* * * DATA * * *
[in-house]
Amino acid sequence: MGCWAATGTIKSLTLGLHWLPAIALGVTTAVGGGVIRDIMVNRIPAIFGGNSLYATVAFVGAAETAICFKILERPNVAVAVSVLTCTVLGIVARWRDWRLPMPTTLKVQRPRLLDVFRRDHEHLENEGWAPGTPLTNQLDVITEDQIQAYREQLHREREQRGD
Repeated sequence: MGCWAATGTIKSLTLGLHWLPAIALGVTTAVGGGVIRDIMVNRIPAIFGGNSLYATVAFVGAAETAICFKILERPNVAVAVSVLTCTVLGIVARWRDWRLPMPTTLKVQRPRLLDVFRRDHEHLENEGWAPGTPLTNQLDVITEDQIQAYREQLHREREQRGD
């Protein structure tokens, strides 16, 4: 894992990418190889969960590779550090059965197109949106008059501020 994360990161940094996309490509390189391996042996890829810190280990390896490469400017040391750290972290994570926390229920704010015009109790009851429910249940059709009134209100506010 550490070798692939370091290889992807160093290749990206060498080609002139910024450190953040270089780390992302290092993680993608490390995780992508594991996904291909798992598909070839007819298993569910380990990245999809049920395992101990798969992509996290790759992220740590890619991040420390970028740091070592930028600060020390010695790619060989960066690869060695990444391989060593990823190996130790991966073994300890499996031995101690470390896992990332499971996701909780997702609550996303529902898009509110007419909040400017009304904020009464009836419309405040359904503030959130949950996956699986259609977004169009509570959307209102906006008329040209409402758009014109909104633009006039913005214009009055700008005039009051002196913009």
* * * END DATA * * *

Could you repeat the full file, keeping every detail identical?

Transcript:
[in-house]
Amino acid sequence: MGCWAATGTIKSLTLGLHWLPAIALGVTTAVGGGVIRDIMVNRIPAIFGGNSLYATVAFVGAAETAICFKILERPNVAVAVSVLTCTVLGIVARWRDWRLPMPTTLKVQRPRLLDVFRRDHEHLENEGWAPGTPLTNQLDVITEDQIQAYREQLHREREQRGD
Repeated sequence: MGCWAATGTIKSLTLGLHWLPAIALGVTTAVGGGVIRDIMVNRIPAIFGGNSLYATVAFVGAAETAICFKILERPNVAVAVSVLTCTVLGIVARWRDWRLPMPTTLKVQRPRLLDVFRRDHEHLENEGWAPGTPLTNQLDVITEDQIQAYREQLHREREQRGD
């Protein structure tokens, strides 16, 4: 894992990418190889969960590779550090059965197109949106008059501020 994360990161940094996309490509390189391996042996890829810190280990390896490469400017040391750290972290994570926390229920704010015009109790009851429910249940059709009134209100506010 550490070798692939370091290889992807160093290749990206060498080609002139910024450190953040270089780390992302290092993680993608490390995780992508594991996904291909798992598909070839007819298993569910380990990245999809049920395992101990798969992509996290790759992220740590890619991040420390970028740091070592930028600060020390010695790619060989960066690869060695990444391989060593990823190996130790991966073994300890499996031995101690470390896992990332499971996701909780997702609550996303529902898009509110007419909040400017009304904020009464009836419309405040359904503030959130949950996956699986259609977004169009509570959307209102906006008329040209409402758009014109909104633009006039913005214009009055700008005039009051002196913009």